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A Review of Inflammatory Processes of the Breast with a Focus on Diagnosis in Core Biopsy Samples.

D'Alfonso TM, Ginter PS, Shin SJ - J Pathol Transl Med (2015)

Bottom Line: Inflammatory and reactive lesions of the breast are relatively uncommon among benign breast lesions and can be the source of an abnormality on imaging.Furthermore, some inflammatory processes can mimic carcinoma or other malignancy microscopically, and vice versa.These include fat necrosis, mammary duct ectasia, granulomatous lobular mastitis, diabetic mastopathy, and abscess.

View Article: PubMed Central - PubMed

Affiliation: Department of Pathology and Laboratory Medicine, Weill Cornell Medical College, New York, NY, USA.

ABSTRACT
Inflammatory and reactive lesions of the breast are relatively uncommon among benign breast lesions and can be the source of an abnormality on imaging. Such lesions can simulate a malignant process, based on both clinical and radiographic findings, and core biopsy is often performed to rule out malignancy. Furthermore, some inflammatory processes can mimic carcinoma or other malignancy microscopically, and vice versa. Diagnostic difficulty may arise due to the small and fragmented sample of a core biopsy. This review will focus on the pertinent clinical, radiographic, and histopathologic features of the more commonly encountered inflammatory lesions of the breast that can be characterized in a core biopsy sample. These include fat necrosis, mammary duct ectasia, granulomatous lobular mastitis, diabetic mastopathy, and abscess. The microscopic differential diagnoses for these lesions when seen in a core biopsy sample will be discussed.

No MeSH data available.


Related in: MedlinePlus

Granulomatous lobular mastitis. (A, B) Non-necrotizing granulomas are centered within lobules. Granulomas contain Langhans giant cells, and are associated with lymphocytes and plasma cells. (C) Cystic neutrophilic granulomatous mastitis showing neutrophil-lined cysts within granulomas. (D) Gram-positive coryneform bacilli are present within the cysts.
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f3-jptm-49-4-279: Granulomatous lobular mastitis. (A, B) Non-necrotizing granulomas are centered within lobules. Granulomas contain Langhans giant cells, and are associated with lymphocytes and plasma cells. (C) Cystic neutrophilic granulomatous mastitis showing neutrophil-lined cysts within granulomas. (D) Gram-positive coryneform bacilli are present within the cysts.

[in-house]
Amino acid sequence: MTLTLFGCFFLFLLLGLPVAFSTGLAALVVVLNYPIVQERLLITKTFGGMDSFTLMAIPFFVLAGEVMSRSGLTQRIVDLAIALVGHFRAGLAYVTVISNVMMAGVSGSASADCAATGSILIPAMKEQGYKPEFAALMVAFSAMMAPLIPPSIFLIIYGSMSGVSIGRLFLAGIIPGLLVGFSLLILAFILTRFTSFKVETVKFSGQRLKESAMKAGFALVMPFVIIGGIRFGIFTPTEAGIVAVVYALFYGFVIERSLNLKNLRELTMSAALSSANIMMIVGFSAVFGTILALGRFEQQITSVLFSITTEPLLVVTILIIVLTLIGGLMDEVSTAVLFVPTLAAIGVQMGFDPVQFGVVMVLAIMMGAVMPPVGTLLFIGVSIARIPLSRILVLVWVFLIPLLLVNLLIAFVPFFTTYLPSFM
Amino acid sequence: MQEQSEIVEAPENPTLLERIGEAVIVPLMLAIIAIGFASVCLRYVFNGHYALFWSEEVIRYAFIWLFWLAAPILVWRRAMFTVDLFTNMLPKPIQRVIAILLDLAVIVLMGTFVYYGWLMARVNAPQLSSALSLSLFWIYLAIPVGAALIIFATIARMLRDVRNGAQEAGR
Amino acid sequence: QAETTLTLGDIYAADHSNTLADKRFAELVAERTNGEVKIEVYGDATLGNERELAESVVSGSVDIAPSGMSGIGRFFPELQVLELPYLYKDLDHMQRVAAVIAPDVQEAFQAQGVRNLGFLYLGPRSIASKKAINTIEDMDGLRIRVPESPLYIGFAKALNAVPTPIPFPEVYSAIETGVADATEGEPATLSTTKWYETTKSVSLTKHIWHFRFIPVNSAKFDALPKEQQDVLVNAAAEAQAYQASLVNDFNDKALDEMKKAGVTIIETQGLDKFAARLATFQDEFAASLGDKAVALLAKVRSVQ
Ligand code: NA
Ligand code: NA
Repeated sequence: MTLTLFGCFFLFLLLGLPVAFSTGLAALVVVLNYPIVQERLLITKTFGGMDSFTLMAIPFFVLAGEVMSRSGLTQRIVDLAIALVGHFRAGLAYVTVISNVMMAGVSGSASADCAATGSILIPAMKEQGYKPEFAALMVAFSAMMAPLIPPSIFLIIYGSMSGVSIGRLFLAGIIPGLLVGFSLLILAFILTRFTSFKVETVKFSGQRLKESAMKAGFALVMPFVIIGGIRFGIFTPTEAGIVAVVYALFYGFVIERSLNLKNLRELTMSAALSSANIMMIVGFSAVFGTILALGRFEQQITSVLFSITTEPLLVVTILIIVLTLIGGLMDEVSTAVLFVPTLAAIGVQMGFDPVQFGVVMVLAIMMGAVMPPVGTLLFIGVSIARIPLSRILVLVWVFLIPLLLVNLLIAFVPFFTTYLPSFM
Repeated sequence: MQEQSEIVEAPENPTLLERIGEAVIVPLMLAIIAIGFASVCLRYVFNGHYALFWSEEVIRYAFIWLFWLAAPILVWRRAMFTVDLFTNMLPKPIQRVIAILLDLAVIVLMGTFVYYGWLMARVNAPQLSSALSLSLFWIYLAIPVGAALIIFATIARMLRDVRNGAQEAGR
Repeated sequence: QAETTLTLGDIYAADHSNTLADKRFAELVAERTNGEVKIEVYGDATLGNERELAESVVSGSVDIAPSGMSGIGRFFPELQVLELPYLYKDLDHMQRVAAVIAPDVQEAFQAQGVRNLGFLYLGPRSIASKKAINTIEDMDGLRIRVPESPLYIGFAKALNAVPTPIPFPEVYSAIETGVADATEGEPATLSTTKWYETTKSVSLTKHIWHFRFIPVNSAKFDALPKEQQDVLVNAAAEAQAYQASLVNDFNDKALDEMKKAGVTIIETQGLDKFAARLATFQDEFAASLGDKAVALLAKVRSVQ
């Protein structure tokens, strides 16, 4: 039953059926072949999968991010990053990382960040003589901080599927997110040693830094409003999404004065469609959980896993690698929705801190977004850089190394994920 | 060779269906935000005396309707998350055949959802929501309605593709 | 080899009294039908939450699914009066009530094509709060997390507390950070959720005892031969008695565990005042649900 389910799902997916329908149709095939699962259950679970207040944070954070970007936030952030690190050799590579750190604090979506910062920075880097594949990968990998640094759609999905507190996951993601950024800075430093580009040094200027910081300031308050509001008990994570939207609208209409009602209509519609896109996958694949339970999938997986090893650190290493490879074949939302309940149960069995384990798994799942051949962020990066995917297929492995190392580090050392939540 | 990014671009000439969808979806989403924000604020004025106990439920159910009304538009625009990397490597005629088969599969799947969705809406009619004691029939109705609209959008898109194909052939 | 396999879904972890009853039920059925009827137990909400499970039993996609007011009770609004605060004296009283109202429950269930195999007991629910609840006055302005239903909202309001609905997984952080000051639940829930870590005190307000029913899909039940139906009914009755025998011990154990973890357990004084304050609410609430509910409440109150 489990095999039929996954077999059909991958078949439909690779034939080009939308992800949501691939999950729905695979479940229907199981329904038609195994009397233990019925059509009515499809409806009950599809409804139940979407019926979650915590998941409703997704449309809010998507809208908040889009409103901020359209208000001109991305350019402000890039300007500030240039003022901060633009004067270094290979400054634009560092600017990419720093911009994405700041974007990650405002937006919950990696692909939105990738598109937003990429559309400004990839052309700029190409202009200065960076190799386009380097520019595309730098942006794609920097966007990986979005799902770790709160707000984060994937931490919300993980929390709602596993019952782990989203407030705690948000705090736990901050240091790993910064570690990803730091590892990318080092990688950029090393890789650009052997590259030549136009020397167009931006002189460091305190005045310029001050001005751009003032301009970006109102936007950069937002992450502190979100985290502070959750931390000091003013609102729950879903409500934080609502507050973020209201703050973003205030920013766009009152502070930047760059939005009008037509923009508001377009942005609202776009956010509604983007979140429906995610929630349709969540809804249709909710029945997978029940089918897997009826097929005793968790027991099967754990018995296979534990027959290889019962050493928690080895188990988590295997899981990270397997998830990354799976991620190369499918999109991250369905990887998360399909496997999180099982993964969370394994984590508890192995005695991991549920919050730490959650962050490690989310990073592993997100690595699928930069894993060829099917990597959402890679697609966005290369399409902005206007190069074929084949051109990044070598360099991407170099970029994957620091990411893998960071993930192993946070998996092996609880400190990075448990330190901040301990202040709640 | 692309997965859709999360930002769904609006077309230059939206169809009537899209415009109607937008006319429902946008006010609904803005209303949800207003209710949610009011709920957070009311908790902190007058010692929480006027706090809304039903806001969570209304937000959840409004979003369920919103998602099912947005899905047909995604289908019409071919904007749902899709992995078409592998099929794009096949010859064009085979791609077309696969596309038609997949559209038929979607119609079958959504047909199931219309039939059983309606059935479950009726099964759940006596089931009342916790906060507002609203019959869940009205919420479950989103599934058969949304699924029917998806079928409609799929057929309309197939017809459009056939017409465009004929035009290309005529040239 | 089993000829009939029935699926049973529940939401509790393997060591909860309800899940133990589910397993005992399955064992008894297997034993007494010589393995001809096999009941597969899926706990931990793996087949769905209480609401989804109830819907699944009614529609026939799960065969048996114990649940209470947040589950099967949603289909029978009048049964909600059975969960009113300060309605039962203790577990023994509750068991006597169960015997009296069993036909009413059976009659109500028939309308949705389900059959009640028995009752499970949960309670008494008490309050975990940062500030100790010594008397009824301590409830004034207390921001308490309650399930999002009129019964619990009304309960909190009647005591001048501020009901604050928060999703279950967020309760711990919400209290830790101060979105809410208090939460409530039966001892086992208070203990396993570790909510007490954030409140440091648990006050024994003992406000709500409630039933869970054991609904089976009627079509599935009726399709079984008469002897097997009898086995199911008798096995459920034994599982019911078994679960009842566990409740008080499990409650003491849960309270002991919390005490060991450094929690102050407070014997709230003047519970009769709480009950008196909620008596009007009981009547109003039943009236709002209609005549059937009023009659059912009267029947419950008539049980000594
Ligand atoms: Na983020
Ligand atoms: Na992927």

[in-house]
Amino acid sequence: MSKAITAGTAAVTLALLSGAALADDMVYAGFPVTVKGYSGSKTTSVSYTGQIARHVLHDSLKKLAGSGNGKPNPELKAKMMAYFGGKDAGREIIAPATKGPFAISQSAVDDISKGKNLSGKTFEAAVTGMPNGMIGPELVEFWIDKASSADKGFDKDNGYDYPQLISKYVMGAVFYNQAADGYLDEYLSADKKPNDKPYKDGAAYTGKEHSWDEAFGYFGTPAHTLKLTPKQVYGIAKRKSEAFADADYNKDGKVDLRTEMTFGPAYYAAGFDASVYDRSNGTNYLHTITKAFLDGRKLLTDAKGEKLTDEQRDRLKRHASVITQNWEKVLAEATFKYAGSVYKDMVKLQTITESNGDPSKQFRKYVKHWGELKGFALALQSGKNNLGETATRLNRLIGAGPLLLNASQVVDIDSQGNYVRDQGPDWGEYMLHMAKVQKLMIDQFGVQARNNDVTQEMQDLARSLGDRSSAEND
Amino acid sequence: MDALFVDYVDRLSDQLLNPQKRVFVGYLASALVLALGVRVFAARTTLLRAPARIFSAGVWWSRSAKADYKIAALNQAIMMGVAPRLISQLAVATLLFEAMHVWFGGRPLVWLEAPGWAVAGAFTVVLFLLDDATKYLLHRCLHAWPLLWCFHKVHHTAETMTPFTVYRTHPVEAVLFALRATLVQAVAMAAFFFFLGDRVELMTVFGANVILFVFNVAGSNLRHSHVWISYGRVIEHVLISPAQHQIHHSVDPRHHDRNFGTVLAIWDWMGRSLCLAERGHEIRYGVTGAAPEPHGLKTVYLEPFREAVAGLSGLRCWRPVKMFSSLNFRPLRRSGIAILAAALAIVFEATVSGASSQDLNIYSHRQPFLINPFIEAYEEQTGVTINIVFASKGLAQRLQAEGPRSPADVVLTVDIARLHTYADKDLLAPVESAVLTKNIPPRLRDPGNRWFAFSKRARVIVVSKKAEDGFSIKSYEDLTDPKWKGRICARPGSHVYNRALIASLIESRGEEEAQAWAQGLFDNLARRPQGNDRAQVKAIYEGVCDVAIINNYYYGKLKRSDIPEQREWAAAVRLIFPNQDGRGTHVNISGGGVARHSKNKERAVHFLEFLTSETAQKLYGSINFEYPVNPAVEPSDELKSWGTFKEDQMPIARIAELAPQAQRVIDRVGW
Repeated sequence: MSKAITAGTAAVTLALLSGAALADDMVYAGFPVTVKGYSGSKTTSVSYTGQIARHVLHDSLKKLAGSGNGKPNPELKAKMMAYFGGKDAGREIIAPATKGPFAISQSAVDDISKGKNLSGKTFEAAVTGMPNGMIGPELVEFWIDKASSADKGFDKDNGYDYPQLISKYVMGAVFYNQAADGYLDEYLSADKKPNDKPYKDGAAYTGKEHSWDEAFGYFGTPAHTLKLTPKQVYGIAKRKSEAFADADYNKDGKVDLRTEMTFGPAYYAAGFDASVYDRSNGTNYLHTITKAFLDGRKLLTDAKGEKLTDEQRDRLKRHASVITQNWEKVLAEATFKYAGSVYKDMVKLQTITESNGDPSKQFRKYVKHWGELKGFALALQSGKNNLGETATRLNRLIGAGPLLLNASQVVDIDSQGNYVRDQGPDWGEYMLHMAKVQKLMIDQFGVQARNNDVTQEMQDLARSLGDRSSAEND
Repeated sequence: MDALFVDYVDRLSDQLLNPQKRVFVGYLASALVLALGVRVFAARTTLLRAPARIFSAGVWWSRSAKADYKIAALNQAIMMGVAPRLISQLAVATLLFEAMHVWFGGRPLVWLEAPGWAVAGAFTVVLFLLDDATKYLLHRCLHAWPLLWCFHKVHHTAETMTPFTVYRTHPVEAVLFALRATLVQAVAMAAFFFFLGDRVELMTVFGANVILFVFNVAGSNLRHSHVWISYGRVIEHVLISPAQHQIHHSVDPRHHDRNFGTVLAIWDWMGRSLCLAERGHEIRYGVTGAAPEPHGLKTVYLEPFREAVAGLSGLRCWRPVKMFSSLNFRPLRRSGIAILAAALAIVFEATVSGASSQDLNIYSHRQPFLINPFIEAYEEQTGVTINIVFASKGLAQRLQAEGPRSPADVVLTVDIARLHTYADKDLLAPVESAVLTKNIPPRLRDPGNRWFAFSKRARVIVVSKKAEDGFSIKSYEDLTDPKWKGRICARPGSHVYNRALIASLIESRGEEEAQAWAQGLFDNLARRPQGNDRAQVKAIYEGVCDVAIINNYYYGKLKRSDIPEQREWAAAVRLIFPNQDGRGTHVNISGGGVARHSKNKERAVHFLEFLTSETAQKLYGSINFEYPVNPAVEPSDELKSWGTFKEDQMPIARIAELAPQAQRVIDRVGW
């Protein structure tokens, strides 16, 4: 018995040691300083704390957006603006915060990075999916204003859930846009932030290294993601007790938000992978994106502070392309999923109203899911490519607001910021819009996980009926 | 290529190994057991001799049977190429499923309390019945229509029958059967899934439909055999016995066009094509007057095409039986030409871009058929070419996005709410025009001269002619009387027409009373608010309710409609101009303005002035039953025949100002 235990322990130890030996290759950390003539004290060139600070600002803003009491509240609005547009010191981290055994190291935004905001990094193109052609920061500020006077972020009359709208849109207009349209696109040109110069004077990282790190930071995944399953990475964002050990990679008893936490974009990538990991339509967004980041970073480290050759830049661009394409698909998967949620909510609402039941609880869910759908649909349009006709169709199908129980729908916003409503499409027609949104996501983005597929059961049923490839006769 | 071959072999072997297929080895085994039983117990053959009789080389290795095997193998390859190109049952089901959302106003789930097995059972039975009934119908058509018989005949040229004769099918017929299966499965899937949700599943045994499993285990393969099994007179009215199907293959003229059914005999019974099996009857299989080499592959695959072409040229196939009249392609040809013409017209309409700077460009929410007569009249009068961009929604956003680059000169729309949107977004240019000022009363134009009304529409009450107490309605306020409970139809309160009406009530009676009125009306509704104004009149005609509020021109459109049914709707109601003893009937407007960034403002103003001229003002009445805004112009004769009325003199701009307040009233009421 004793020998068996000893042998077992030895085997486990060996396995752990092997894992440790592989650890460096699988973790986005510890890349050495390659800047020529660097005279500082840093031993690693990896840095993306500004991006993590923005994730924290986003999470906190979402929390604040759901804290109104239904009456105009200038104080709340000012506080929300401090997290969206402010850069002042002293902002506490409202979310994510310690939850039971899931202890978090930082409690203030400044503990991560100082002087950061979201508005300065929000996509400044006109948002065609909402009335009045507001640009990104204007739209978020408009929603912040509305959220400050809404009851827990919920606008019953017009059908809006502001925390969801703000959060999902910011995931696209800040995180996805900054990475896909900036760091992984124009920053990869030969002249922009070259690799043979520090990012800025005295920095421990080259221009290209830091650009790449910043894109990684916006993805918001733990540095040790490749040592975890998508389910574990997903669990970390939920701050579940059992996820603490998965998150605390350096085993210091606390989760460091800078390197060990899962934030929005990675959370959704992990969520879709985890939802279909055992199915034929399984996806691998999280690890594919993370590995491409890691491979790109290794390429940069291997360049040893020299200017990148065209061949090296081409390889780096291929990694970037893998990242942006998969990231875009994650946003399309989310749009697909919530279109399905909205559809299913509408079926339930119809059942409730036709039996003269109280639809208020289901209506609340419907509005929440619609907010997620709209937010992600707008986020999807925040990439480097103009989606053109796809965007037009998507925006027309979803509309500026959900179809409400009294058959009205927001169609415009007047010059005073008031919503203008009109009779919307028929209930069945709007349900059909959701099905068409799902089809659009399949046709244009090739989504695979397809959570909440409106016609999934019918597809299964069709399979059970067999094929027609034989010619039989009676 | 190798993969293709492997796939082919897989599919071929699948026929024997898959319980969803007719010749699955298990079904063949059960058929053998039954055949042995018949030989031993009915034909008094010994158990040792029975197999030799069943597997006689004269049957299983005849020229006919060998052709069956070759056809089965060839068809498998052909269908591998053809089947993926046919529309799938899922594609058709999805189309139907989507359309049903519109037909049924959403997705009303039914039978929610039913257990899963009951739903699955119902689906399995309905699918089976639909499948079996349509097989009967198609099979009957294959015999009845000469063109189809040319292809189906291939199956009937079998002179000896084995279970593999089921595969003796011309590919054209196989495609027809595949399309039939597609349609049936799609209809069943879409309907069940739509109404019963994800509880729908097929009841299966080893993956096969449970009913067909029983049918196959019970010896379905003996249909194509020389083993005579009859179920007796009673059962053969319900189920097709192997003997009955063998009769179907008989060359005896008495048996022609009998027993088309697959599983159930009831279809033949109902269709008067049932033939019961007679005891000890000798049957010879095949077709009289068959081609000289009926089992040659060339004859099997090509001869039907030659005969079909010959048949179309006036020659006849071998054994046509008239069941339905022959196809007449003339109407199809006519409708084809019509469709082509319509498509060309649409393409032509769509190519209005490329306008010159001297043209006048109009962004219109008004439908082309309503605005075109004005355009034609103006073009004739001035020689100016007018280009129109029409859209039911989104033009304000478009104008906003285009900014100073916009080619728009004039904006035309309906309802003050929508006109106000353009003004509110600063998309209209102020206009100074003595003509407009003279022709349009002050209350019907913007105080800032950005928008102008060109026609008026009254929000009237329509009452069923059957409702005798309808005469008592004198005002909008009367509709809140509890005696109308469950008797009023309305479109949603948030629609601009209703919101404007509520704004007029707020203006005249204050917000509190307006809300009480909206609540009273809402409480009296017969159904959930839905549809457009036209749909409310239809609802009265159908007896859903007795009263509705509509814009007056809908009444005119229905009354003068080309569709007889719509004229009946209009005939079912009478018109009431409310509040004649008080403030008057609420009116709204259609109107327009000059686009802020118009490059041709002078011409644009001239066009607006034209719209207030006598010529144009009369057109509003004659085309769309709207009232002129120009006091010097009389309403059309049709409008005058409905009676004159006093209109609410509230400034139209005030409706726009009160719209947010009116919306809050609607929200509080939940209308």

Mentions: Microscopically, granulomatous lobular mastitis is characterized by non-necrotizing granulomas concentrated in lobules. The granulomas contain epithelioid histiocytes, Langhans giant cells, and lymphoplasmacytic inflammation (Fig. 3A, B). Neutrophilic microabscesses may also be seen. Granulomatous lobular mastitis may be complicated by frank abscess formation and draining skin sinuses. Cystic vacuoles, representing dissolved lipid, are often present within the granulomas, and can be lined by neutrophils; this has been termed “cystic neutrophilic granulomatous mastitis” (Fig. 3C) [27-29]. In such cases, gram-positive bacilli representing Corynebacterium can be seen within the cystic vacuoles (Fig. 3D). The bacteria show “coryneform” features, such as arrangement into palisades and “V” shapes, as well as clubbing of the organisms. These bacteria are not readily identifiable on hematoxylin and eosin examination, and in most cases only rare (<10) bacteria may be present in one or two vacuoles in one core biopsy sample. In fact, gram stains and microbial cultures of these samples are often negative in these cases, in part due to the fastidious nature of these organisms [27]. We recently reported on a series of twelve patients with histologically identified cystic neutrophilic granulomatous mastitis [29]. All patients presented with a unilateral breast mass that was painful in six of twelve cases. Imaging was either suspicious (BI-RADS 4) or highly suggestive of malignancy (BI-RADS 5) in over half of the studied cases. Gram-positive bacilli were identified in five of twelve cases, and all microbial cultures were negative for bacterial growth. Patients showed a variable response to treatment, with time to resolution of symptoms ranging from two weeks to six months.